Division Meeting is 1:00-2:00 pm on the third Wednesday of each month in MTF 168
Journal Club is 3:00-4:00 pm on the second and fourth Fridays of each month in Moores Cancer Center Room 3079
Methodological Opportunities and Challenges with Advancing and N-of-1/Small Data Paradigm
Eric B. Hekler, PhD
5/1/2019 1:00 PM – 2:00 PM
MTF (Medical Teaching Facility) 168
BACKGROUND: There is great interest in and excitement about the concept of Precision Medicine and, in particular, advancing this vision via various "big data" efforts. While these methods are necessary, they are insufficient for achieving the full promise. A rigorous, complementary "small data" paradigm that can function both autonomously from and in collaboration with big data is also needed. By "small data" I am building on Estrin's formulation referring to the rigorous use of data by and for a specific N-of-1 unit (i.e., a single person, clinic, hospital, healthcare system, community, city, etc) to facilitate improved individual-level description, prediction, and, ultimately, control for that specific unit.
PURPOSE: The purpose of talk is to provide a rationale for the need for a small data paradigm and to illustrate, via two N-of-1/small data projects, methodological challenges and opportunities.
OUTLINE: The talk will begin with a brief overview of the rationale for a small data paradigm, including both articulation of initial epistemological assumptions and also pragmatic principles that guide my work towards the production of usable evidence and corresponding useful and usable health tools. Following this, I will discuss my colleagues and my work in advancing the use of control systems engineering methods for advancing individualized tools for advancing health behavior change. I will then describe the work my colleagues and I have been advancing when using N-of-1 methods for positive psychology/public health interventions. Within both, I will use them to illustrate methodological opportunities and challenges that arise, with interest in leaving sufficient time for discussion about the challenges posed.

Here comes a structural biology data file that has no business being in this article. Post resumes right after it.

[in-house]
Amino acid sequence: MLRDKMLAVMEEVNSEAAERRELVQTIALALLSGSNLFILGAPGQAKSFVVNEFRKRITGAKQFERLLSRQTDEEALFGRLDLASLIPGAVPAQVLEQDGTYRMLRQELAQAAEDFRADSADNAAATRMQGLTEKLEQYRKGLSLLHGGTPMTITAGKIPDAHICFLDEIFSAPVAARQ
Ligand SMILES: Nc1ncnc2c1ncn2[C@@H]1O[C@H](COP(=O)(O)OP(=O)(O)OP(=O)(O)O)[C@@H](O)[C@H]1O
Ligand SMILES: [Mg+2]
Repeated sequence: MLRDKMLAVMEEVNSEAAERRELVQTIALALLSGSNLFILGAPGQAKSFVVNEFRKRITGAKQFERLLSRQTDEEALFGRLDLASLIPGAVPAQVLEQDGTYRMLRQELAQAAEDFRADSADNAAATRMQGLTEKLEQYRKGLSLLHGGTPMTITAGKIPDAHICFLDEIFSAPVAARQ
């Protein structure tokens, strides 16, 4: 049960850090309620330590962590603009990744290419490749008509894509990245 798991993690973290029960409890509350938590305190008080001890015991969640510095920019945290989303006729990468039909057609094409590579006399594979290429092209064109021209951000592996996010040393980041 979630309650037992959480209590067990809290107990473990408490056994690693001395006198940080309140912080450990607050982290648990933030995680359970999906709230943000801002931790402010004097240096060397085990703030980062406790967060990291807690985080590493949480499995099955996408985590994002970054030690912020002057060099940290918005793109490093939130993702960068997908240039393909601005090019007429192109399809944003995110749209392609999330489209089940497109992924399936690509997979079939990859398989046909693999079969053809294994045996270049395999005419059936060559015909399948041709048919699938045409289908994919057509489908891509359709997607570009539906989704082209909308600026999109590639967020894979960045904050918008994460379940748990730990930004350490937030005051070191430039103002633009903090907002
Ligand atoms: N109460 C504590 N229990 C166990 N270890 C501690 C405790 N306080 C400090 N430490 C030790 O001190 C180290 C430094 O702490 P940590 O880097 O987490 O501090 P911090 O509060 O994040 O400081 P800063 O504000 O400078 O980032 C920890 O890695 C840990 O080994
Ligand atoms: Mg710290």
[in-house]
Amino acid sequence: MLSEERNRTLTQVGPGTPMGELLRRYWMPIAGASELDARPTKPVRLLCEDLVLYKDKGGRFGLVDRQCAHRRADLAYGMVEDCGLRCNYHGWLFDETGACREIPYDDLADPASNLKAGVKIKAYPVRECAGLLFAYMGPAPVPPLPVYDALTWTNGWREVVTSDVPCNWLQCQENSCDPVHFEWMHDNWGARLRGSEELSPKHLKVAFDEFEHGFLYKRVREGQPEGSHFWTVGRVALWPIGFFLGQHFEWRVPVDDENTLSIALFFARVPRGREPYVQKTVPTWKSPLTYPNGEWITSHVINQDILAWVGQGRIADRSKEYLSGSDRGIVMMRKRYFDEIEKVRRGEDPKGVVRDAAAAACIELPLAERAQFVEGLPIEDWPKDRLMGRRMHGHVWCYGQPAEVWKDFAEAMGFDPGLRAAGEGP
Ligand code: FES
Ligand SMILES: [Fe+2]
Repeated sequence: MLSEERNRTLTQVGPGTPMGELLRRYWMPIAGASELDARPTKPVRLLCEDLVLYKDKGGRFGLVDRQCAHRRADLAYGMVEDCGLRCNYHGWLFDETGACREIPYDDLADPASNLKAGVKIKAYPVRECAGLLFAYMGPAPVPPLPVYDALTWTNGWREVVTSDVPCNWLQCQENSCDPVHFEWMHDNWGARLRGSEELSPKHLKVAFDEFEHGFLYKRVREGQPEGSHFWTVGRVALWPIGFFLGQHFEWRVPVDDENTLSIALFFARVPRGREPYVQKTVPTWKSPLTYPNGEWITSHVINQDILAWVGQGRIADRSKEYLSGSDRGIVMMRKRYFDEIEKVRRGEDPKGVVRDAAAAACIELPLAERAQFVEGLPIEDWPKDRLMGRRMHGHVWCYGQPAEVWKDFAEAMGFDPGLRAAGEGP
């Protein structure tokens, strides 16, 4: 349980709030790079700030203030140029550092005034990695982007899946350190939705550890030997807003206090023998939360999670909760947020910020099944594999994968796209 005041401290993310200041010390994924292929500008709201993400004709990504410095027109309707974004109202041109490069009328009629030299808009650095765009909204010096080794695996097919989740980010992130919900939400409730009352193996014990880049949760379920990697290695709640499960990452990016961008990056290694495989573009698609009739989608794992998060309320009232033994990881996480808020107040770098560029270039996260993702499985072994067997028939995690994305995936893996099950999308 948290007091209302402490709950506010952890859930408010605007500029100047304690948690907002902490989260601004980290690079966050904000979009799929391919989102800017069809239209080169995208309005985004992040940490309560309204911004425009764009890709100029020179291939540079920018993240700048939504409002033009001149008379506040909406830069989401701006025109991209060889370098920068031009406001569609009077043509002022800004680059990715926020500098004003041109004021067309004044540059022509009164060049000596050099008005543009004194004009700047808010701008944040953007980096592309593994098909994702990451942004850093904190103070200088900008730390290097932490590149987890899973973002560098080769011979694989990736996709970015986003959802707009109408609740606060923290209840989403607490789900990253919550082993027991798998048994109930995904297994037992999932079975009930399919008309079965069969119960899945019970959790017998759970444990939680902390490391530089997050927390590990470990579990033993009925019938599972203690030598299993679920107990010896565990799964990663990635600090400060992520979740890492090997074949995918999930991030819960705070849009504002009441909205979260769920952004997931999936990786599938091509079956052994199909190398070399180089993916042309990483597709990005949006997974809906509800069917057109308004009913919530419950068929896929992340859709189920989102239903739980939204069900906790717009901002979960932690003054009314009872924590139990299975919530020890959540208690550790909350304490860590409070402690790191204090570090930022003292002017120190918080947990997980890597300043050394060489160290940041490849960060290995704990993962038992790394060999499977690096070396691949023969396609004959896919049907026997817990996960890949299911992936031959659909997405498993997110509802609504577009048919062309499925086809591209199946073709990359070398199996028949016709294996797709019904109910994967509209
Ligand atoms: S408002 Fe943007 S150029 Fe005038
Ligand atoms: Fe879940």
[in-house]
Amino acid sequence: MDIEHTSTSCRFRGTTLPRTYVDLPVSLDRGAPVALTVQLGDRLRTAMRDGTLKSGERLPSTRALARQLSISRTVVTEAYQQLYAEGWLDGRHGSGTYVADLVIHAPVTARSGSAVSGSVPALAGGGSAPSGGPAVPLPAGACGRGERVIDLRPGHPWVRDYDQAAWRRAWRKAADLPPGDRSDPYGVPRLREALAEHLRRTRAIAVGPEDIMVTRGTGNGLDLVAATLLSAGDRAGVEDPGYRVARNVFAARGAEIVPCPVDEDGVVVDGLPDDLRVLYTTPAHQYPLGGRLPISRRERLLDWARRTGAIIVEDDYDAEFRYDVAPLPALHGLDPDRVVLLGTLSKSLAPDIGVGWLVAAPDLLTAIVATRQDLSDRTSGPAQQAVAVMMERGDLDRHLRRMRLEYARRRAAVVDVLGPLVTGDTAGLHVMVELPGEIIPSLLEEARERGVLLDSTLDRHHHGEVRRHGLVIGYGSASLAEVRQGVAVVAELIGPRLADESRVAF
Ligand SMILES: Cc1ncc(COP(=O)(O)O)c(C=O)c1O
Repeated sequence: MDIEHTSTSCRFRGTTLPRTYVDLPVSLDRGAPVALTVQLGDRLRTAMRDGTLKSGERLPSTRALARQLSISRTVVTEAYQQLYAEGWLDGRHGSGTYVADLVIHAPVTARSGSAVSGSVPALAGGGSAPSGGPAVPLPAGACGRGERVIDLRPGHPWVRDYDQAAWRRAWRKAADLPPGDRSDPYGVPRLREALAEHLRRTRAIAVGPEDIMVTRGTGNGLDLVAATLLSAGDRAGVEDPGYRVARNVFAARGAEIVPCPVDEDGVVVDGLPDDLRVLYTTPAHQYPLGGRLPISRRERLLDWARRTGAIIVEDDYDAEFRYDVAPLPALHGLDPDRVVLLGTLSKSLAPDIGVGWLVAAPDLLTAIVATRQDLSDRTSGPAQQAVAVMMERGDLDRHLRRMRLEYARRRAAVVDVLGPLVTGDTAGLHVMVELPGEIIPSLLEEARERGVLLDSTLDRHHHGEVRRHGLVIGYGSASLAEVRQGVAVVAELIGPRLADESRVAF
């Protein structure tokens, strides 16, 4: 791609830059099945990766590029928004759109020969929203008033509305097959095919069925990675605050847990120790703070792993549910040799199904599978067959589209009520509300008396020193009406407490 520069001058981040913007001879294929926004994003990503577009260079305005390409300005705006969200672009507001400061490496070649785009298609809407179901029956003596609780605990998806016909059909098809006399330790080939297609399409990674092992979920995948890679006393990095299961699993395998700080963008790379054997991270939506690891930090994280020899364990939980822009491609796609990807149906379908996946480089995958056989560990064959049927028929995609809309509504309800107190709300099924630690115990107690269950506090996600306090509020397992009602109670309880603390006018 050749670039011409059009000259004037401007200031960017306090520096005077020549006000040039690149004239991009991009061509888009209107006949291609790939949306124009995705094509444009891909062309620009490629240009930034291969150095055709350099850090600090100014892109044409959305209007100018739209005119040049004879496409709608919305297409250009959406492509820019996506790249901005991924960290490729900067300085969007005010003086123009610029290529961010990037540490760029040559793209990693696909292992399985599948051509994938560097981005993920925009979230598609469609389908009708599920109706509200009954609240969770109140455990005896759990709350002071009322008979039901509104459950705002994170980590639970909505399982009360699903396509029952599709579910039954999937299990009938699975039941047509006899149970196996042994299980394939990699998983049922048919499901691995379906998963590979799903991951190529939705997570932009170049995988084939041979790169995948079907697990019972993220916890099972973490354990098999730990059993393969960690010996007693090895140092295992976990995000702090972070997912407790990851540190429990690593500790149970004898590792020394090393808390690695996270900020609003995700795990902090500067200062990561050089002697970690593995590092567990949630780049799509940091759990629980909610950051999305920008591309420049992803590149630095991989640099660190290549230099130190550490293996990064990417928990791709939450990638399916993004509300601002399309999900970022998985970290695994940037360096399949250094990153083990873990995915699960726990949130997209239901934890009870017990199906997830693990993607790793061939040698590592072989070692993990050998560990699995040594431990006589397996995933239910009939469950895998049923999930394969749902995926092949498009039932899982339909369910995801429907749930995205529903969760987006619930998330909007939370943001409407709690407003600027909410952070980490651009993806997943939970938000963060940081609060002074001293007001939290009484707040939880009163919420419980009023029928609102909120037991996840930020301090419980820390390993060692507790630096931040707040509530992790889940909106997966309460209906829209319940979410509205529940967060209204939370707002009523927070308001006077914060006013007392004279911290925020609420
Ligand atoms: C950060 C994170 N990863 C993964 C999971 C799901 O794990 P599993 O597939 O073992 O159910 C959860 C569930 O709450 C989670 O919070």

BIO: Eric Hekler, PhD, is an Associate Professor in the Department of Family Medicine and Public Health at UCSD. He is also Director of the Center for Wireless & Population Health Systems and faculty member of the Design Lab at UCSD. His research focuses on facilitating individualized behavior change for fostering long-term health and well-being via digital health tools. Prior to UCSD, Dr. Hekler was a faculty member at Arizona State University. He completed his postdoctoral training at Stanford University and received his Ph.D. in Clinical Health Psychology from Rutgers University.
Adaptive Enrichment Designs for Reproducible Confirmatory Clinical Trials in the Era of Precision Medicine
Tze Leung Lai, PhD
2/13/19 11:00 AM – 12:00 PM
MET (Medical Education Telemedicine Building) 223
ABSTRACT: After an overview of FDA's 2012 draft guidance on enrichment strategies for clinical trials to support drug/biologic approval, we describe subsequent advances in adaptive enrichment designs in this direction. We also provide a concrete application in the enrichment design of the DEFUSE 3 trial comparing a new endovascular treatment with standard of care for ischemic stroke patients.
BIO: Dr. Tze Leung Lai is the Ray Lyman Wilbur Professor of Statistics and, by courtesy, of Biomedical Data Science and of the Institute of Computational and Mathematical Engineering (ICME) at Stanford University. He is also Co-director of the Center for Innovative Study Design (CISD) at the Stanford University School of Medicine. Dr. Lai has supervised 73 Ph.D. theses and seven postdoctoral trainees. He published over 300 papers, many of which are in clinical trial design and analysis, population pharmacokinetics and pharmacodynamics, survival analysis, longitudinal data analysis, multiple endpoints, biomarkers, adaptive methods, sequential analysis and time series.
Missing and Modified Data in Nonparametric Statistics
Sam Efromovich, PhD
1/9/2019 1:00PM – 2:00 PM
ABSTRACT: After a short introduction to topics in nonparametric curve estimation, covered in my new 2018 Chapman & Hall book with the same title as the talk, three specific problems will be considered. The first one is non-parametric regression with missing at random (MAR) responses. It will be explained that a complete case approach is optimal in this case. The second problem is a nonparametric regression with missing at random (MAR) predictors. It will be explained that in general a complete case approach is inconsistent for this type of missing and a special procedure is needed for efficient estimation. The last explored problem is devoted to survival analysis, specifically to efficient estimation of a hazard rate function for truncated and censored data. Time permitted, several recent results and open problems will be highlighted.
BIO: Dr. Sam Efromovich is the Endowed Professor of Mathematical Sciences and the Head of Actuarial Program at the University of Texas at Dallas, where he has worked since 2006. Before he was a Professor at the University of New Mexico, Albuquerque (since 1991). Sam has PhD in Information Theory and Statistics (1978) and Control Theory and Industrial Statistics (1986). He wrote more than 200 papers and two books: "Nonparametric Curve Estimation" (Springer, 1999) and "Missing and Modified Data in Nonparametric Estimation" (Chapman and Hall, 2018), which will be discussed at this seminar.